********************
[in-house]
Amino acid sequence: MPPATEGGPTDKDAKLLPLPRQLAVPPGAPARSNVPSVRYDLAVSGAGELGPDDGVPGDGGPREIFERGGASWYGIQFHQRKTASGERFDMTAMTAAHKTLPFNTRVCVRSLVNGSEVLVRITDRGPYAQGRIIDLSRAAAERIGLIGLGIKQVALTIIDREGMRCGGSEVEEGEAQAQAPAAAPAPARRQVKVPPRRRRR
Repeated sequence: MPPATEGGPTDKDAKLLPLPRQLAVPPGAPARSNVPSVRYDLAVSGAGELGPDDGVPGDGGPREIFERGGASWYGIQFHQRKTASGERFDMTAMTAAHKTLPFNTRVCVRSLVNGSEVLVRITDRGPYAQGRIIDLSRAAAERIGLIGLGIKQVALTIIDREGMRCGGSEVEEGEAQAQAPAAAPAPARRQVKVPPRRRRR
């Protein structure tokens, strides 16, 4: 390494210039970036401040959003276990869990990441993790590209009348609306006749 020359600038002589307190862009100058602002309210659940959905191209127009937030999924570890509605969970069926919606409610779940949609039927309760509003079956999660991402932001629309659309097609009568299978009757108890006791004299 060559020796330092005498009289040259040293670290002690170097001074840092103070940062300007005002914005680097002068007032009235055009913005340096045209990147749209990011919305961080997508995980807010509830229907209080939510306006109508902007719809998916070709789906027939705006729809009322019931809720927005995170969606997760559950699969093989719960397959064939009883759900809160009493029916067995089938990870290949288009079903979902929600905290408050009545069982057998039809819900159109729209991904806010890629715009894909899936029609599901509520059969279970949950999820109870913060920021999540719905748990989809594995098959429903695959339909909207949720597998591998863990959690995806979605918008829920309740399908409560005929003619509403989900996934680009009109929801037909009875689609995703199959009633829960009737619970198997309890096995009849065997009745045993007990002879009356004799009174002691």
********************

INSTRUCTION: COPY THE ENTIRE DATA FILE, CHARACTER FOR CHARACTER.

[in-house]
Amino acid sequence: MPPATEGGPTDKDAKLLPLPRQLAVPPGAPARSNVPSVRYDLAVSGAGELGPDDGVPGDGGPREIFERGGASWYGIQFHQRKTASGERFDMTAMTAAHKTLPFNTRVCVRSLVNGSEVLVRITDRGPYAQGRIIDLSRAAAERIGLIGLGIKQVALTIIDREGMRCGGSEVEEGEAQAQAPAAAPAPARRQVKVPPRRRRR
Repeated sequence: MPPATEGGPTDKDAKLLPLPRQLAVPPGAPARSNVPSVRYDLAVSGAGELGPDDGVPGDGGPREIFERGGASWYGIQFHQRKTASGERFDMTAMTAAHKTLPFNTRVCVRSLVNGSEVLVRITDRGPYAQGRIIDLSRAAAERIGLIGLGIKQVALTIIDREGMRCGGSEVEEGEAQAQAPAAAPAPARRQVKVPPRRRRR
């Protein structure tokens, strides 16, 4: 390494210039970036401040959003276990869990990441993790590209009348609306006749 020359600038002589307190862009100058602002309210659940959905191209127009937030999924570890509605969970069926919606409610779940949609039927309760509003079956999660991402932001629309659309097609009568299978009757108890006791004299 060559020796330092005498009289040259040293670290002690170097001074840092103070940062300007005002914005680097002068007032009235055009913005340096045209990147749209990011919305961080997508995980807010509830229907209080939510306006109508902007719809998916070709789906027939705006729809009322019931809720927005995170969606997760559950699969093989719960397959064939009883759900809160009493029916067995089938990870290949288009079903979902929600905290408050009545069982057998039809819900159109729209991904806010890629715009894909899936029609599901509520059969279970949950999820109870913060920021999540719905748990989809594995098959429903695959339909909207949720597998591998863990959690995806979605918008829920309740399908409560005929003619509403989900996934680009009109929801037909009875689609995703199959009633829960009737619970198997309890096995009849065997009745045993007990002879009356004799009174002691």